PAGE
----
A 29-year-old mother is accused of leaving her two young children home alone in their Kennewick apartment while she attended beauty school in Seattle.
Amber Marie Rodriguez's kids reportedly were found abandoned March 29 when a neighbor called 911 after hearing a child screaming, "Help mommy help," for about 10 minutes.
The apartment was "a complete mess" and food in the refrigerator was old and growing mold, while the kids had "easy access" to the stove and prescription medications, according to court documents.
The children immediately were taken into the custody of Child Protective Services.
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Rodriguez now is charged in Benton County Superior Court with two counts of second-degree abandonment of a dependent person.
She pleaded innocent to the charges and faces trial Aug. 13.
Kennewick officers responded to Rodriguez's West Clearwater Avenue apartment in the middle of the day March 29 after getting the call about a child in distress.
Police rang the doorbell for several minutes but no one answered. They could hear a young girl crying and screaming out inside, so they continued to knock until a 5-year-old girl opened the front door, court documents said.
A 4-year-old child was seen sitting on a bed, wearing a robe without any undergarments, documents said.
Officers checked the house and found the kids were alone, then asked the older child of her mother's whereabouts.
The girl said "her mom was in Seattle earning money," Deputy Prosecutor Anita Petra wrote in court documents.
Police took pictures of the apartment, noting there was limited food in the kitchen, boxes and clothes were everywhere and there was no working telephone.
The children could access the stove and other contents of the kitchen, along with a plastic bag filled with 20 pills that was found on the floor, documents said.
Rodriguez reportedly contacted officers and said she was on her way back, but police waited 30 minutes and she never showed.
Five days after CPS took her children from the home, Rodriguez called the officers back, court documents said.
"She admitted to leaving the children alone in the apartment since 9:30 in the morning as she went to beauty school," Petra wrote.
The pills found on the floor were identified as an antihistamine, and a medical professional told police that five to 10 pills could have been fatal to the kids, documents said.
Each charge against Rodriguez states that as a result of abandoning her kids, she "created an imminent and substantial risk that the child would die or suffer great bodily harm."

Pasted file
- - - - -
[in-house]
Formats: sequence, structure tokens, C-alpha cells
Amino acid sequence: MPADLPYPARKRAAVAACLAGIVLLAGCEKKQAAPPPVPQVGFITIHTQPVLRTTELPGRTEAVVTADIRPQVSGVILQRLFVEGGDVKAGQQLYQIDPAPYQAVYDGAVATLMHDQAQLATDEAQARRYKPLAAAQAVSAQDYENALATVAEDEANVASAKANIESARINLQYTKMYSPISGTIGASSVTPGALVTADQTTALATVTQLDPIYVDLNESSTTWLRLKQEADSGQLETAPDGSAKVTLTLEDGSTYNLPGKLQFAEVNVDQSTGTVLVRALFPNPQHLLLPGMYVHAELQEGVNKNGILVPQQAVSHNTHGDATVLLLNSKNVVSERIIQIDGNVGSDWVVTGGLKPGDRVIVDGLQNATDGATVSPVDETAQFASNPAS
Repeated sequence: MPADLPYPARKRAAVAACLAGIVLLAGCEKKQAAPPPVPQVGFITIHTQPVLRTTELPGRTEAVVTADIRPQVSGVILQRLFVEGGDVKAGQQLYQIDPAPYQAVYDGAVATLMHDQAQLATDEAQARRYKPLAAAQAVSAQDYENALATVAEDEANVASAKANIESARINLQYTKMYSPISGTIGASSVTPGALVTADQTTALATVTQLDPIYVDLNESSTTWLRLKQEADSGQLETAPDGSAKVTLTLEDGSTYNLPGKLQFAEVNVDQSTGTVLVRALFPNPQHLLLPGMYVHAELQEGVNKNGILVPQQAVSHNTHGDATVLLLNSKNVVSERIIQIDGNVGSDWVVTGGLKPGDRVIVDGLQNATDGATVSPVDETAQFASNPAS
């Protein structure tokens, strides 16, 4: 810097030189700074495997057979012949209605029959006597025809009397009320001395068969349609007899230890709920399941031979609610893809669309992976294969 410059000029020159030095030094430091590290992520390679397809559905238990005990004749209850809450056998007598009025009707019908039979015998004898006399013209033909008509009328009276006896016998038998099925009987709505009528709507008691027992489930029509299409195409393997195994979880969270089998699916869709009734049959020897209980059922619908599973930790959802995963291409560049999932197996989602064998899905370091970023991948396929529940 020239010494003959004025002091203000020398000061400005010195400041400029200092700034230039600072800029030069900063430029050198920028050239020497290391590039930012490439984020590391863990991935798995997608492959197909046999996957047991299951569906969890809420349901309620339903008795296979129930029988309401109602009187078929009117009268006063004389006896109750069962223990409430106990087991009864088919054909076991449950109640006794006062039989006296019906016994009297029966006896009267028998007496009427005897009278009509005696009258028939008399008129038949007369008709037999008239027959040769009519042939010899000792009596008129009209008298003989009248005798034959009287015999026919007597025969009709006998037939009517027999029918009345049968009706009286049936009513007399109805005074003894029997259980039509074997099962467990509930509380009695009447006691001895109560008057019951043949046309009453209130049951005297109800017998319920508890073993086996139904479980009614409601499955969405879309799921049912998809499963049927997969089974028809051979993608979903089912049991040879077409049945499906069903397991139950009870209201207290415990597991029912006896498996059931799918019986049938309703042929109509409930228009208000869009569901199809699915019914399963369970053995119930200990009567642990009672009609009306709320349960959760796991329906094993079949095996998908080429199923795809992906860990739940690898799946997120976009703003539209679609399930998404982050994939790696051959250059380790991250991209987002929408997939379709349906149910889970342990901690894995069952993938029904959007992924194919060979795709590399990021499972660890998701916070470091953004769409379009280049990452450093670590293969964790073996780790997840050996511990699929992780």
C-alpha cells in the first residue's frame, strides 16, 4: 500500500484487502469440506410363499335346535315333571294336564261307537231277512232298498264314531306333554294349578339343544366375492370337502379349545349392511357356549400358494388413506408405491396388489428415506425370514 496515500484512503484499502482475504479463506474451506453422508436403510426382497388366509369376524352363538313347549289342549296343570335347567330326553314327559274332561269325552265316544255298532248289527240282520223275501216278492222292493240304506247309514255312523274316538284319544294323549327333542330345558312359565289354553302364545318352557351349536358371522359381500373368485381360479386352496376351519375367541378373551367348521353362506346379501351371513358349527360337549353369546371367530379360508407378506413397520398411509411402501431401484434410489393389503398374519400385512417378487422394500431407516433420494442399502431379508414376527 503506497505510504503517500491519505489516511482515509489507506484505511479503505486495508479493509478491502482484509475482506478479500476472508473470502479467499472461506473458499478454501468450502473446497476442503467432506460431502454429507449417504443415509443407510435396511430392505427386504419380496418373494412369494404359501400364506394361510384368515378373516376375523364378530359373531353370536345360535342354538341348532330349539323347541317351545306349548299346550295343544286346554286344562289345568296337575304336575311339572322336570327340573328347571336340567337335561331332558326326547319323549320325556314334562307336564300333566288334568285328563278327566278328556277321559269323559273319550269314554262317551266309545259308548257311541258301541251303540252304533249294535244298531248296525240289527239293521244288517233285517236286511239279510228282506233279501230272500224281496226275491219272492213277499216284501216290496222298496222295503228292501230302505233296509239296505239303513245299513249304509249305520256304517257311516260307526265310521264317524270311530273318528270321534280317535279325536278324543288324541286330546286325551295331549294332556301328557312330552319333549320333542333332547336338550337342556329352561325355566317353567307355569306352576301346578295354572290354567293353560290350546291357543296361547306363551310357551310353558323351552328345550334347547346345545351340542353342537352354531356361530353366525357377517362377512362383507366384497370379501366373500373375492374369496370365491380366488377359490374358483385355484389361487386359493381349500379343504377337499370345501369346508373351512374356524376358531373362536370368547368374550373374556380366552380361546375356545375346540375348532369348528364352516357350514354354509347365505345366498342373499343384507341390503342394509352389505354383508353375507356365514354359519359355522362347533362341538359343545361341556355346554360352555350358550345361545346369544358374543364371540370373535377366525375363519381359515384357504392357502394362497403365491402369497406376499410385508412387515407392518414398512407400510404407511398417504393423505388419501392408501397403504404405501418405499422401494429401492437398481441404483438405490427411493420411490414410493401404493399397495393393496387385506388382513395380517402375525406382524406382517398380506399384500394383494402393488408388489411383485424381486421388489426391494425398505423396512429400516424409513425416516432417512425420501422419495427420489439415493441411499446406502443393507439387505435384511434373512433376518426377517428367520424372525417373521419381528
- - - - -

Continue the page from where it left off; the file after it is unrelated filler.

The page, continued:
Rodriguez is out of custody on her personal recognizance while the case is pending.
Prosecutors did not ask for a no-contact order between Rodriguez and the kids because CPS is allowing some type of visitation, Petra told the court. However, Rodriguez must abide by the CPS conditions, Petra added.
"We do not object, your honor," said Etoy Alford Jr., Rodriguez's attorney from Yakima.
Pasco man accused of choking, car theft
A Pasco man pleaded innocent to allegations he strangled an acquaintance who was giving him a ride, then eventually stole her car as she escaped outside a convenience store.
Joel Cervantes, 33, has a trial date set July 9 for second-degree assault and theft of a motor vehicle.
Court documents show that on April 23, the woman had agreed to drive Cervantes from a friend's house to a nearby location. Once inside her 1999 Nissan Sentra, Cervantes allegedly grabbed the woman by the back of her hair, then grabbed her throat and pushed her against the seat.
The victim told Kennewick officers she was unable to breathe and feared he would kill her, documents said.
Cervantes forced the woman into the car's back seat, then hopped into the driver's seat and took off at speeds nearing 100 mph, court documents said.
The victim was able to pull her keys out of the ignition when Cervantes was stopped near a store, but he got the keys back. The woman then ran from the Nissan as Cervantes drove off, documents said.
The car was stopped later in Franklin County with Cervantes behind the wheel after he allegedly tried to elude law enforcement.